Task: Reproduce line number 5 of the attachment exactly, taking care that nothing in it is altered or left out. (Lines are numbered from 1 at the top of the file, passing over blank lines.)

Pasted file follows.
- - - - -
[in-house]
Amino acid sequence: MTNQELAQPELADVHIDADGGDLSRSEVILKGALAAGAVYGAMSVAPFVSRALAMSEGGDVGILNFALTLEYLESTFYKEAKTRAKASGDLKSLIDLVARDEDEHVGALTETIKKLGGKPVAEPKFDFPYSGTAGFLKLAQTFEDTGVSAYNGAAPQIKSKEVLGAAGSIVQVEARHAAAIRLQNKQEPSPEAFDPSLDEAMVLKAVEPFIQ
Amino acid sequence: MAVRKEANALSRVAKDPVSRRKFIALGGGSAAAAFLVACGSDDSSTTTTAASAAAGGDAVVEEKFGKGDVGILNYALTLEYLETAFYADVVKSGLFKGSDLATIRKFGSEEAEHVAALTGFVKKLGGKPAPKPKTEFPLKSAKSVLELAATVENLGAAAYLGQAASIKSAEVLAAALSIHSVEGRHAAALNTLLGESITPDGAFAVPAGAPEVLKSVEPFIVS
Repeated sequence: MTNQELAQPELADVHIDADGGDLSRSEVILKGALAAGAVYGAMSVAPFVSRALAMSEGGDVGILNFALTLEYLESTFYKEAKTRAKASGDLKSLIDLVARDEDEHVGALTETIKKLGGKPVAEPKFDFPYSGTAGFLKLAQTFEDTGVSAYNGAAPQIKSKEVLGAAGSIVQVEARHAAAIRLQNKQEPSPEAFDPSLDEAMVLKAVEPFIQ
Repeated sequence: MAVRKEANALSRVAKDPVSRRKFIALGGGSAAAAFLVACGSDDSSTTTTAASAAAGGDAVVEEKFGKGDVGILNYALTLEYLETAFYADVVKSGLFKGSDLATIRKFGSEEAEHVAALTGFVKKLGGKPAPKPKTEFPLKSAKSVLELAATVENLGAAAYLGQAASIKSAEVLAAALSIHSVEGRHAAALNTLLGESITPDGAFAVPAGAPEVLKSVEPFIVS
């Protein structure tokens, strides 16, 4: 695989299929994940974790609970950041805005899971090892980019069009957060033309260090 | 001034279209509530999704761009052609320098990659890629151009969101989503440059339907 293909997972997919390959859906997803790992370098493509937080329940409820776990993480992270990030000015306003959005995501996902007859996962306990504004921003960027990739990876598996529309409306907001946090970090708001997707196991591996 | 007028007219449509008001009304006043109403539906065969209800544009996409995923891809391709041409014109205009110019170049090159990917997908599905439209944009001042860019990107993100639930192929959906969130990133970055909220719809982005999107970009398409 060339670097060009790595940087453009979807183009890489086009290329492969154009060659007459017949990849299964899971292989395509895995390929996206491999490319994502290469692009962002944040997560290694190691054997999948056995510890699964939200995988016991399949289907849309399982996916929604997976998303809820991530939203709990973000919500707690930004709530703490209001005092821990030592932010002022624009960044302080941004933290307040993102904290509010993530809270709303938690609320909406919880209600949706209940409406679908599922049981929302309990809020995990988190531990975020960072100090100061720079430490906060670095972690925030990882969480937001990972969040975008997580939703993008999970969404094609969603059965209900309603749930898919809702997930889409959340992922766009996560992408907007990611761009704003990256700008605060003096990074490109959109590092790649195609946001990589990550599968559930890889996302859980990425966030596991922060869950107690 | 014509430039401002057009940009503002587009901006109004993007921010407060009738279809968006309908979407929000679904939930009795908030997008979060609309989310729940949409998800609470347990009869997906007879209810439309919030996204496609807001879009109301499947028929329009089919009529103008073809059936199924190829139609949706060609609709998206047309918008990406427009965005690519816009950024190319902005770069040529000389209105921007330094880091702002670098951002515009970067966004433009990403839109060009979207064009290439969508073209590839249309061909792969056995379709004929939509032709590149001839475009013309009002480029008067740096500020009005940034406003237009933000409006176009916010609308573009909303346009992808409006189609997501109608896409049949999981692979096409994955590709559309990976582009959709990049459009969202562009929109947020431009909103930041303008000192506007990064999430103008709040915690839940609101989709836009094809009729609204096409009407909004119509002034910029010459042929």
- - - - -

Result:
Repeated sequence: MAVRKEANALSRVAKDPVSRRKFIALGGGSAAAAFLVACGSDDSSTTTTAASAAAGGDAVVEEKFGKGDVGILNYALTLEYLETAFYADVVKSGLFKGSDLATIRKFGSEEAEHVAALTGFVKKLGGKPAPKPKTEFPLKSAKSVLELAATVENLGAAAYLGQAASIKSAEVLAAALSIHSVEGRHAAALNTLLGESITPDGAFAVPAGAPEVLKSVEPFIVS